Another step has been taken to ensure every kid who goes to school in Detroit has a decent future. Any student who graduates from a high school in Detroit, whether public, private or charter, will have a chance at a tuition-free, two-year college degree thanks to the new Detroit Promise Zone.
Only students who went to both junior and senior high in the city of Detroit can take advantage of the scholarship. The money can also only be used at five community colleges in metro-Detroit . They are Henry Ford Community College, Wayne County Community College District, Schoolcraft College, Macomb Community College and Oakland Community College.
While only recently announced as a reality, last fall Mayor Mike Duggan and the City of Detroit made the decision to set aside a portion of tax dollars and form the Detroit Promise Zone.
“It doesn’t matter whether you’re a high school senior preparing for college now or a second-grader whose college career is years away,” says Mayor Duggan. “The Detroit Promise will be there to help make a college education a reality. My hope is that this promise is just the beginning and that we’ll be able to raise enough money to promise every Detroit high school student four years of tuition-free education at our public universities.”
This program will not only allow many young Detroiters to get an associate’s degree to further their skill set, but to do so free from debt.
The Promise Zone legislation requires a private organization to fund two years of scholarships before any taxes can be captured. The Detroit Regional Chamber and the Michigan Education Excellence Foundation (MEEF) stepped and created the Detroit Scholarship Fund in 2013. In its three years of existence, 2,000 high school graduates have received two-years of community college education without going into their own pockets or entering the post college world chained by financial obligation.
The MEEF and the Detroit Regional Chamber will continue to fund the scholarships for the next three years until the Detroit Promise Zone tax capture is permitted in 2018.
“We now have three years of helping hundreds of Detroit students go to college through the Detroit Scholarship Fund,” says Sandy Baruah, president and CEO of the Detroit Regional Chamber. “We welcome the Detroit Promise as a powerful example of collaboration and what we can achieve when we work together, and also as a permanent, dedicated funding source – a guarantee that kids will be able to go to college, no matter their family’s economic status.
“Increasing educational attainment in our largest city is critical to the region’s competitiveness and growth.”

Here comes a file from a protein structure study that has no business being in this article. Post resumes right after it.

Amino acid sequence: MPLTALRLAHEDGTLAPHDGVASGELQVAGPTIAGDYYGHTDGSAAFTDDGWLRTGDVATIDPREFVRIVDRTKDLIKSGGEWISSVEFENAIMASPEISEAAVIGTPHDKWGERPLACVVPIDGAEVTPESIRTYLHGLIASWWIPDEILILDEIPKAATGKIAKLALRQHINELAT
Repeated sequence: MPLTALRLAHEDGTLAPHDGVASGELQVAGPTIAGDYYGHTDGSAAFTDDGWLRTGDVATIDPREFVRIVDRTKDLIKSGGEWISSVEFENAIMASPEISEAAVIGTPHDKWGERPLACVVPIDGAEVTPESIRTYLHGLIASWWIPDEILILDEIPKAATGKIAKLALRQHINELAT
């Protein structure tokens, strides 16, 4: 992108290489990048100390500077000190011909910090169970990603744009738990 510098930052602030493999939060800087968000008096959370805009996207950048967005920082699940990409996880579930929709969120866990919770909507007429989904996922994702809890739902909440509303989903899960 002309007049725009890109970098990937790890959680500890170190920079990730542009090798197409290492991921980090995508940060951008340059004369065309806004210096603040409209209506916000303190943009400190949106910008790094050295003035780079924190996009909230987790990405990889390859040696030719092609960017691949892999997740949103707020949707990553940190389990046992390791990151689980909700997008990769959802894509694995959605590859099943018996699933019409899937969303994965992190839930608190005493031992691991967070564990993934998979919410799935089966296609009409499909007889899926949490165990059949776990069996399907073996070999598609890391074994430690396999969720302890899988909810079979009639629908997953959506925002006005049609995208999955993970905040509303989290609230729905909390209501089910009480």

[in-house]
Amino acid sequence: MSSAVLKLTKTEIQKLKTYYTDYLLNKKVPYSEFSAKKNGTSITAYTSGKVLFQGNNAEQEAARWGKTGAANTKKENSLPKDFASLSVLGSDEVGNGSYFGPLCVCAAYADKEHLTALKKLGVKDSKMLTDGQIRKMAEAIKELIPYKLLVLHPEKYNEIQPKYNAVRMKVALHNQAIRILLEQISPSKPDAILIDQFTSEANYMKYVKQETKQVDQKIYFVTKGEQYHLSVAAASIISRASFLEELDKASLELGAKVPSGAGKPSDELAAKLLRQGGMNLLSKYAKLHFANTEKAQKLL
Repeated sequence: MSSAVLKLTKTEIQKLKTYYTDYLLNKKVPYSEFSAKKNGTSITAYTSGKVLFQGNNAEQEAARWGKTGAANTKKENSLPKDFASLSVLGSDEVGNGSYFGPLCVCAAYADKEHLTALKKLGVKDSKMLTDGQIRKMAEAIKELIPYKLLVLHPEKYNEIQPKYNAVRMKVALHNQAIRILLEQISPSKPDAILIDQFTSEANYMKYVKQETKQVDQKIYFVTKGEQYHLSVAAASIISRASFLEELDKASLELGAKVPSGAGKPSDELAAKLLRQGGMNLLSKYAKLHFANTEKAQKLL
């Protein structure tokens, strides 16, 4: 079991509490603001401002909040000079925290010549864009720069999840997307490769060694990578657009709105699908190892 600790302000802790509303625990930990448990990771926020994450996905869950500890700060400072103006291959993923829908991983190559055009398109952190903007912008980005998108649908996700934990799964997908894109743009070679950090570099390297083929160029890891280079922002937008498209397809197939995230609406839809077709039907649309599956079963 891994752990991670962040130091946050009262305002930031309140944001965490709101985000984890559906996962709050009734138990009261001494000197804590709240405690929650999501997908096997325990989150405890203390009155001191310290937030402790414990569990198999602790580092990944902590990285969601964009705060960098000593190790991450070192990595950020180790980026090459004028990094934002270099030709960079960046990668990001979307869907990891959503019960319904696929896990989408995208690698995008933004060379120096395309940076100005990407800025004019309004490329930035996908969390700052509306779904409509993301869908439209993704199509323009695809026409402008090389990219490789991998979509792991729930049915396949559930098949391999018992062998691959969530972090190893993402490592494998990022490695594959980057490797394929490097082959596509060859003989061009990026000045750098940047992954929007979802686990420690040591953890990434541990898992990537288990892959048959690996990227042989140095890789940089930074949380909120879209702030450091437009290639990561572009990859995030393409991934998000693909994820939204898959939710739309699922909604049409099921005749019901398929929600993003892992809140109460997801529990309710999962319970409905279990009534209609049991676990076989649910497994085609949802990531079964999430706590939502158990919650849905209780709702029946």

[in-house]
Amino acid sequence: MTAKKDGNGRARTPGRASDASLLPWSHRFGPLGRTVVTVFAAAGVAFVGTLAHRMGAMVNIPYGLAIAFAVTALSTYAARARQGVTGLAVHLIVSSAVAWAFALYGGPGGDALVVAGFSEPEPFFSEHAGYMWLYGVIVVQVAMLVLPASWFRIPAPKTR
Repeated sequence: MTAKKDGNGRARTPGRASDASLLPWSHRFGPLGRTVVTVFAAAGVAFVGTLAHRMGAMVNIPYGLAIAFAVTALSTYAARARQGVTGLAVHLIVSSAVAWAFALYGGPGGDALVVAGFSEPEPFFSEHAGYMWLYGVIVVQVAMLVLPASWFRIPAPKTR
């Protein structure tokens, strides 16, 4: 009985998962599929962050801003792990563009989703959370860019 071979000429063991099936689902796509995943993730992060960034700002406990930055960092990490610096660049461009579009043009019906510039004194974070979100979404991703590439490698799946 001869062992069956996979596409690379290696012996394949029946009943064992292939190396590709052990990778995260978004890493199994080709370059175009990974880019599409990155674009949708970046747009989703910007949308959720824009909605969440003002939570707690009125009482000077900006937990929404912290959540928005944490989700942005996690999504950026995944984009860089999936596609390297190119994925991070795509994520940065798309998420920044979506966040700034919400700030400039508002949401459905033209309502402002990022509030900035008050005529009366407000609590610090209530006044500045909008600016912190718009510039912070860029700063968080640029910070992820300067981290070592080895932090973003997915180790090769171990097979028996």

The money is not given out freely, though. To take advantage of the program students must apply for Pell grants, and then the scholarship will pay the difference for the first two years. The city can use a portion of the State Education Tax (SET) after that.
The question may come up, “what good can an associate’s degree really provide for these kids?” Despite the trend toward steering students towards universities, a two-year degree provides many stable,well-paying jobs. According to the website Create A Career, they include:
- Air traffic controller — $62,000
- Avionics technician — $53,000
- Broadcast technician — $36,710
- CAD technician — $41,000
- Civil drafter — $45,000
- Computer forensics specialist — $68,000
- Computer maintenance technician — $45,000
- Dental hygienist — $61,000
- Electrical engineering technicians — $56,000
- Neurodiagnostic technologist — $51,000
- Pastry chef — $35,000
- and many more
These jobs and many others available with an associate’s degree can give these young Detroiters a good and solid work life. It also give those who want to go on for a four-year degree a financial leg up.
The Detroit Promise Zone Authority Board is made up of Chairwoman Penny Bailer, former executive director of City Year Detroit; Vice Chairwoman Iris Taylor, retired CEO of Detroit Receiving Hospital; Tonya Allen, president and CEO of the Skillman Foundation; Floyd Allen, principal of the Allen Law Group; Charlie Beckham, group executive of neighborhoods for the City of Detroit; John May partner at PricewaterhouseCoopers; Hector Hernandez, executive director of economic solutions for Southwest Solutions; and Wanda Redmond, Detroit Board of Education member.
“A family’s financial situation is no longer a roadblock to our city’s young people getting the education that they need in order to live productive lives and lead successful careers,” Bailer says. “We are confident Detroit’s future will be even brighter now that our city’s future leaders will be able to go to college at no cost.”
Current high school seniors and parents who would like more information about the Detroit Scholarship Fund opportunities should go to www.detroitscholarshipfund.org. Click here to see the infographic.
You must register for the DSF and submit the free application for federal student aid by June 30.
– Lead photo: Henry Ford Community College by Dwight Burdette